For your animation assignment you will need to simulate a swinging pendulum in 2D. Unlike the pendulum we studied in class, which just swings around a fixed point, this pendulum might also be experiencing a translation due to the spline animation. (Consider, for instance, a pendulum clock being quickly thrust around the scene.) So, we need to slightly generalize our equations of motion.
In particular, consider a pendulum in 2D of bar length L and mass m swinging from a pivot point whose location x(t) is a given time-varying function. Your job is to come up with an equation that describes the motion of the pendulum in terms of the angle theta(t) with the vertical, and the corresponding angular velocity omega(t).
This quiz has been broken down into many parts, each of which should be pretty simple. If you find yourself doing a lot of work for one question, you may be on the wrong track!
Let y(t) denote the position of the swinging endpoint. What is y as a function of theta and L? And what is dy/dt as a function of theta, L, and omega?
What is the gravitational potential energy U? Remember that in general gravitational potential energy is mgh, and for the stationary pendulum we worked out a potential of -mgLcos(theta). Now we also have to take the location of the pivot point x into account.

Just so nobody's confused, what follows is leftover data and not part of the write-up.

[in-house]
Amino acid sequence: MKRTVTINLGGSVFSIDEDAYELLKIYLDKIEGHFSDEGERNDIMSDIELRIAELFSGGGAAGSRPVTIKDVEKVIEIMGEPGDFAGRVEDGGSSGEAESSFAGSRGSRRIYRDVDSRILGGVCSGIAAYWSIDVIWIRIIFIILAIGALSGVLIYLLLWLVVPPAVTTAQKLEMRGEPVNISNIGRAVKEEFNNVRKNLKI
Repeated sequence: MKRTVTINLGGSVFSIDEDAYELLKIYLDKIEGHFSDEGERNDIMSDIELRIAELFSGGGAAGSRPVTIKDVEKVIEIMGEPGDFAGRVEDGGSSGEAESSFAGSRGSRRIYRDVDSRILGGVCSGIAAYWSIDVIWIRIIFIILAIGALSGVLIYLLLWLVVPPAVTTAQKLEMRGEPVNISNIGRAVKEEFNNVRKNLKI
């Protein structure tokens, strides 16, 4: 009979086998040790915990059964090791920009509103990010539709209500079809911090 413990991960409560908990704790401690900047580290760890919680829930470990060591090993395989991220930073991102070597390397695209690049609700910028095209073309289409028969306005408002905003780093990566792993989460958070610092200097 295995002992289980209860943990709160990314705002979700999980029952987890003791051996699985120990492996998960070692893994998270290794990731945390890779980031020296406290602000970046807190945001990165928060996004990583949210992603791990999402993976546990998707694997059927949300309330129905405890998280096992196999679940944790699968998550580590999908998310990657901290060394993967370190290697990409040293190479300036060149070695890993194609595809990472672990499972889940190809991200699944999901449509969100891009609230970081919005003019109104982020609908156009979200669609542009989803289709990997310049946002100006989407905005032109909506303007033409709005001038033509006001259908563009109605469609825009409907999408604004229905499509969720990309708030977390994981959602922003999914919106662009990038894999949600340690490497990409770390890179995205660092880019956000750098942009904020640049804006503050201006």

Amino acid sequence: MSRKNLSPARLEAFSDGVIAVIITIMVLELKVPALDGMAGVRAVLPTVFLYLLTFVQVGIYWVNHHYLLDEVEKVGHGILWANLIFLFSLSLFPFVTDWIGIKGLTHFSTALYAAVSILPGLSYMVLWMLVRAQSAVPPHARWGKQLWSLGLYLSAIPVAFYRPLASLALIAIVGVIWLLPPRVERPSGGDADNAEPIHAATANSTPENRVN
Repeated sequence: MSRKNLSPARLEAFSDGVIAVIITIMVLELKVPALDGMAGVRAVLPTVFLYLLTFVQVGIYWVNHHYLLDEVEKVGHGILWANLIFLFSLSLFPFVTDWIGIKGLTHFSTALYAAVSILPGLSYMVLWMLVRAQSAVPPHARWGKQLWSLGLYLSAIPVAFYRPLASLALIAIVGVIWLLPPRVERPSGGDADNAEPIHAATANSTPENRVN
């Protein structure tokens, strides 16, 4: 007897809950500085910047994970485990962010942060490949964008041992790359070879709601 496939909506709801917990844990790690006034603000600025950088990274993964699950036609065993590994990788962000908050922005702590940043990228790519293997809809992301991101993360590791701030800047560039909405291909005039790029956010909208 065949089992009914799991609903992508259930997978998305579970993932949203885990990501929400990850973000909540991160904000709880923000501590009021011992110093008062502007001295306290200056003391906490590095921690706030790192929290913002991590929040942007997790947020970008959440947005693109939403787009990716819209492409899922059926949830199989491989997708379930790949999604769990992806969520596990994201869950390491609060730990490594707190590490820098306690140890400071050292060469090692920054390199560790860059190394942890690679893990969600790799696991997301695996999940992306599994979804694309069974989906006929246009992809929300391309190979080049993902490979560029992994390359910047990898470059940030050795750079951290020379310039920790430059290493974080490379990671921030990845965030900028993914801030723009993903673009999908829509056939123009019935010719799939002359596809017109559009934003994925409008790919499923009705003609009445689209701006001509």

What is the kinetic energy K? For the stationary pendulum, we saw that the energy was I omega^2 / 2 = m L^2 omega^2. Now, we also have to incorporate the velocity of the moving pivot x(t). To make later derivations easy, your final expression for kinetic energy should be explicitly in terms of theta and omega. [Hint: the velocity can be expressed as the sum of the velocity due to translation plus the linear velocity due to rotation.]
What is the Lagrangian L? (This should be VERY easy once you've done parts 1 and 2!)
What is the partial derivative of L with respect to theta?
What is the partial derivative of L with respect to omega?
What is the time derivative of the expression computed in Question 7?
Using the expressions from Question 6 and Question 8, write down the equations of motion arising from the Euler-Lagrange equations, which you can find in Lecture 18. Try to make the final form as simple as possible by canceling expressions and collapsing sums of products into dot products where possible. (Imagine that you eventually have to use this formula to implement a piece of code, and want it to be as error-free as possible!)